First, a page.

Although air quality problems have plagued Oregon over the past year, with heavy metals and odorous toxic gas concerns emerging across Portland and the state, the EPA has little to do with regulating those issues.
“This is one of those areas where the federal law doesn’t really address the problem created by localized effects on its immediate neighbors,” Whitman said. “We’re using state law to do that.”
Gov. Kate Brown last year launched the Cleaner Air Oregon initiative, in response to heavy metal pollution from glass factories in Portland neighborhoods. That initiative is moving its way through state legislature and could change how Oregon cracks down on relatively small polluters who spew toxics into areas where people live. It could also change how Oregon views polluters – instead of just looking at one factory, the DEQ could consider how a group of factories together impact air quality.
Although the proposed EPA budget cuts funding to the DEQ, Alexandra Dunn from the national nonprofit Environmental Council of the States says all is not lost.
On average, the federal government contributes about 27 percent to a U.S. state’s environmental budget. Another 12 percent comes from the state general fund, and the rest is made up through fees, like air quality permits.
Oregon actually contributes less than the average, according to an ECOS report. Of the state’s approximately $168,100,000 budget for environmental programs, just nine percent comes from the general fund. Forty-four percent comes from fees. The biggest chunk – 47 percent – comes from the federal government.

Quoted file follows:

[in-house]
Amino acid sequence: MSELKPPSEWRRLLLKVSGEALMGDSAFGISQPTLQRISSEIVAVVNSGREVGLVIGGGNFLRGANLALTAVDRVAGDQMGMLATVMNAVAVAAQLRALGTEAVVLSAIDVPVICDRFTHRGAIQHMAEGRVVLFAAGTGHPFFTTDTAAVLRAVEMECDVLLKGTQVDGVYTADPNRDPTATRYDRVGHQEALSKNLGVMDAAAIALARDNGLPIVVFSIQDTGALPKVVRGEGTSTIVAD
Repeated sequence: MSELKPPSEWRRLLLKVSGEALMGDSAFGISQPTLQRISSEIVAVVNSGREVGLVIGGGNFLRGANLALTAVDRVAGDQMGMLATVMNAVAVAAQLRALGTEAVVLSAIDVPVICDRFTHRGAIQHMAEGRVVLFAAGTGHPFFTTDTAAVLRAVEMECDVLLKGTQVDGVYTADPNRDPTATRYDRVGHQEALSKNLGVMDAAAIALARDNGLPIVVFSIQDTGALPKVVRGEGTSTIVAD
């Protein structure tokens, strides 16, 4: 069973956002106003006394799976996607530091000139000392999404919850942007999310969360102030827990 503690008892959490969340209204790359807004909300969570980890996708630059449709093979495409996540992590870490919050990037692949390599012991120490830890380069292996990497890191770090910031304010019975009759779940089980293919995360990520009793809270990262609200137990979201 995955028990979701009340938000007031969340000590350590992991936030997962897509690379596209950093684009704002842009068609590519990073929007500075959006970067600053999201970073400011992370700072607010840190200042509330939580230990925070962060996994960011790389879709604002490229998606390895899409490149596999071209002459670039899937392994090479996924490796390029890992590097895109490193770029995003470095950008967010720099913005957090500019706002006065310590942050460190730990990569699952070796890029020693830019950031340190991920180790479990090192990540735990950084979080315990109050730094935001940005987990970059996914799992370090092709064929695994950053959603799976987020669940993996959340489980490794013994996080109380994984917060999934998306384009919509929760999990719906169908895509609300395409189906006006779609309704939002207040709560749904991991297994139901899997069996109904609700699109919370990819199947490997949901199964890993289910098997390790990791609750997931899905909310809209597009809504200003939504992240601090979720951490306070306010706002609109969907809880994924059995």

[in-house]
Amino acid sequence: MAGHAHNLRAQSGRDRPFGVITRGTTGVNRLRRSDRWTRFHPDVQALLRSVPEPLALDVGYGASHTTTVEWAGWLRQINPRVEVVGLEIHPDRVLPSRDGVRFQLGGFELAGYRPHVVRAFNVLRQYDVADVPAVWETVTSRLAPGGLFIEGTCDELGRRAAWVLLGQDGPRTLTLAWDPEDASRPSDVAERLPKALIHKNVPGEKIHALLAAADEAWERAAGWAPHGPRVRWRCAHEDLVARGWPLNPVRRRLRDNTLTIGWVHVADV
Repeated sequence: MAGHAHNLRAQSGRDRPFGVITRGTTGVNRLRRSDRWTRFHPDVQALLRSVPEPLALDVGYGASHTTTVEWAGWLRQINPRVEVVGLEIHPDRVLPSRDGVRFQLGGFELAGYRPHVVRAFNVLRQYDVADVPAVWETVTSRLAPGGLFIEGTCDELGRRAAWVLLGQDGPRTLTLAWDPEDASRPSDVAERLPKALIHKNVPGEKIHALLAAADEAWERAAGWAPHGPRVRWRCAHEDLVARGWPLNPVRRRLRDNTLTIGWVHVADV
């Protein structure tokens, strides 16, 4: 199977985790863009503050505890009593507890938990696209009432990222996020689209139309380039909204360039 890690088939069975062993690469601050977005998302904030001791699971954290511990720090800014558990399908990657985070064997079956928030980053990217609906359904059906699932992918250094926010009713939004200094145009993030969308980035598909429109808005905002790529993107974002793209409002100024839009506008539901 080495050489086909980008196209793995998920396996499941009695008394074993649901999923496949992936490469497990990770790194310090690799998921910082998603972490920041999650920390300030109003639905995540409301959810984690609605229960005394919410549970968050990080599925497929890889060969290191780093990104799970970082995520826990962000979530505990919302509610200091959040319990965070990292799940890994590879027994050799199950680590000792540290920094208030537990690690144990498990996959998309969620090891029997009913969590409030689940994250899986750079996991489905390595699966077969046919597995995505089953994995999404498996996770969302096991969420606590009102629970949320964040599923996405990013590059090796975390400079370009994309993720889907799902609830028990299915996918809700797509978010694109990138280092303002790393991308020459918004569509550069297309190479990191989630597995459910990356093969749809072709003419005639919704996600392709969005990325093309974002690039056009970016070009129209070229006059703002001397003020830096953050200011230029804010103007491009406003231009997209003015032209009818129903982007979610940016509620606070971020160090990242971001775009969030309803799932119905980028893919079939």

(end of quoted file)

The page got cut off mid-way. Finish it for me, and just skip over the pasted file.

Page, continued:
“I think it’s important to know that state government is resilient and budget cuts are a part of government,” Dunn said. “I do think that states will work very hard to ensure that public health is protected and they are remaining transparent and responsive to people.”
Dunn said states could contribute more to addressing environmental concerns by increasing fees or dedicate more general funds to the environment.
With a $1.6 billion budget deficit facing the state, Oregon may not have the extra money to devote to the DEQ. And Whitman says the EPA budget cuts may be just the beginning of a much larger shift.
“It’s important to look at policy changes the White House is announcing. Not moving forward with the clean power plan. They are backing away from a change in the ozone standard for our air. They are backing away from the rules to protect water quality. It’s an overall picture of backing way not just from what they might think of as fringe environmental programs, It’s backing away from core environmental protections that are important to Oregonians and folks in the U.S.,” Whitman said. “This is the leading edge of a potentially very major change in how the federal government plays with the states in protecting our environment.”
Published April 21, 2017
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